Today, NatureMetrics is a world leader in the use of DNA-based tools for biodiversity assessment. We have long believed in the potential of eDNA to address global data gaps for biodiversity and have also recognised that realising this potential will inevitably involve a large, co-ordinated effort involving multiple stakeholders and citizen scientists, spanning many different countries, environments, languages and with different levels of access to resources. NatureMetrics is a private company seeking to build a world-leading DNA based biomonitoring business while also delivering positive impacts for biodiversity conservation. Join our rapidly expanding team at www.naturemetrics.co.uk/careers or follow NatureMetrics on Twitter, Instagram, LinkedIn and Facebook. To download additional press materials, visit www.naturemetrics.co.uk/press.

About SimplexDNA AG:

SimplexDNA AG builds DNA-based monitoring solutions to save life on Earth. Follow SimplexDNA AG on Twitter and LinkedIn.

About MIX Research AB:

MIX Research AB is a Swedish start-up research and consultancy company established in 2021 by Dr. Micaela Hellström and by Dr. Anna Edlund at Craig Venter Institute CA, USA. They offer biodiversity monitoring services mainly in water – but also in soil, mud and air – based on environmental DNA (eDNA) technology and conventional inventory methods and water chemistry. MIX Research AB works with country administrative boards, municipalities, NGOs, universities and schools. They also work for renewable energy providers, infrastructure and companies. Follow MIX Research AB on Twitter and Facebook.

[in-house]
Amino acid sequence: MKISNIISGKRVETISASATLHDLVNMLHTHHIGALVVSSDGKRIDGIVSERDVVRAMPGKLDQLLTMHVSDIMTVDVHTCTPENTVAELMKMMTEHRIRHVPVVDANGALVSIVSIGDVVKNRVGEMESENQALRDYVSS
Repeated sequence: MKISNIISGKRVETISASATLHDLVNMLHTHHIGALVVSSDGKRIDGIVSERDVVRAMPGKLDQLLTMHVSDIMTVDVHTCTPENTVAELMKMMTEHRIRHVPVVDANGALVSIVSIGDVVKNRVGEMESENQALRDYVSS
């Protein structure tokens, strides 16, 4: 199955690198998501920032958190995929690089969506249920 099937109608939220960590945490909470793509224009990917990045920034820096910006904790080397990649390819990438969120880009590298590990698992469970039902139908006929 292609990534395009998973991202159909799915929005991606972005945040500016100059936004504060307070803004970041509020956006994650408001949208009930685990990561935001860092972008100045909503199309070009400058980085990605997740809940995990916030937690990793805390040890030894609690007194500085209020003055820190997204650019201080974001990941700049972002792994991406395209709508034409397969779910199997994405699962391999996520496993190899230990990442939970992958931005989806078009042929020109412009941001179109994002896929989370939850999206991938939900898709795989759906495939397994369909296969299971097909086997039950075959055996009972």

About LIB/ZFMK:

The LIB is one of the eight natural history research museums of the Leibniz Association. The LIB is dedicated to researching biodiversity and its changes, the results of which are disseminated to the wider society in an educational manner. In order to better understand the current mass extinction of flora and fauna, researchers are looking for connections and causes of – often – man-made changes. The goal is to develop solutions for the preservation of ecosystems and species in order to maintain the basis of current life. Follow LIB on Twitter, Museum Koenig Bonn on Facebook and Instagram, and the Zoological Museum Hamburg on Facebook and Instagram.